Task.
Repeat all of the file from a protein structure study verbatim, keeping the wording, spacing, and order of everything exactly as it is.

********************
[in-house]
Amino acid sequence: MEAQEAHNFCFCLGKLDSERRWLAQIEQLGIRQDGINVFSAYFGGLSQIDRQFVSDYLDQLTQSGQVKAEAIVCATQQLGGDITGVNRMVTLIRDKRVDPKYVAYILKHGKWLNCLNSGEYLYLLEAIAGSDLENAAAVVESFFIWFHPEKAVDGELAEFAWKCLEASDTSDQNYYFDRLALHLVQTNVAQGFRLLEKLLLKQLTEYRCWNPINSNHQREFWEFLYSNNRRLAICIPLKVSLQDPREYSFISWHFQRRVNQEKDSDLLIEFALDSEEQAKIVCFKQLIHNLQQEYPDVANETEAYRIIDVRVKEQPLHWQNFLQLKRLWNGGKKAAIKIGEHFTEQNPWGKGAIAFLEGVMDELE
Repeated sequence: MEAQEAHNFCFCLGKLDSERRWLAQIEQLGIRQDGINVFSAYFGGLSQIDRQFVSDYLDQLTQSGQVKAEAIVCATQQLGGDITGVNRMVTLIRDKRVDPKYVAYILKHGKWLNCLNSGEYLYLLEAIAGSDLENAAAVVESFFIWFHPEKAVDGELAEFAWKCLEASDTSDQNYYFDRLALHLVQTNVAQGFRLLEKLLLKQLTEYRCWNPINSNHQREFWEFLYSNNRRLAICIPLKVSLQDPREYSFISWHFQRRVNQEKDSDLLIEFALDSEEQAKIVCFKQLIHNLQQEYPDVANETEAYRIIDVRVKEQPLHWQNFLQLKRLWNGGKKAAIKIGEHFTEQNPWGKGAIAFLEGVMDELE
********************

[in-house]
Amino acid sequence: MEAQEAHNFCFCLGKLDSERRWLAQIEQLGIRQDGINVFSAYFGGLSQIDRQFVSDYLDQLTQSGQVKAEAIVCATQQLGGDITGVNRMVTLIRDKRVDPKYVAYILKHGKWLNCLNSGEYLYLLEAIAGSDLENAAAVVESFFIWFHPEKAVDGELAEFAWKCLEASDTSDQNYYFDRLALHLVQTNVAQGFRLLEKLLLKQLTEYRCWNPINSNHQREFWEFLYSNNRRLAICIPLKVSLQDPREYSFISWHFQRRVNQEKDSDLLIEFALDSEEQAKIVCFKQLIHNLQQEYPDVANETEAYRIIDVRVKEQPLHWQNFLQLKRLWNGGKKAAIKIGEHFTEQNPWGKGAIAFLEGVMDELE
Repeated sequence: MEAQEAHNFCFCLGKLDSERRWLAQIEQLGIRQDGINVFSAYFGGLSQIDRQFVSDYLDQLTQSGQVKAEAIVCATQQLGGDITGVNRMVTLIRDKRVDPKYVAYILKHGKWLNCLNSGEYLYLLEAIAGSDLENAAAVVESFFIWFHPEKAVDGELAEFAWKCLEASDTSDQNYYFDRLALHLVQTNVAQGFRLLEKLLLKQLTEYRCWNPINSNHQREFWEFLYSNNRRLAICIPLKVSLQDPREYSFISWHFQRRVNQEKDSDLLIEFALDSEEQAKIVCFKQLIHNLQQEYPDVANETEAYRIIDVRVKEQPLHWQNFLQLKRLWNGGKKAAIKIGEHFTEQNPWGKGAIAFLEGVMDELE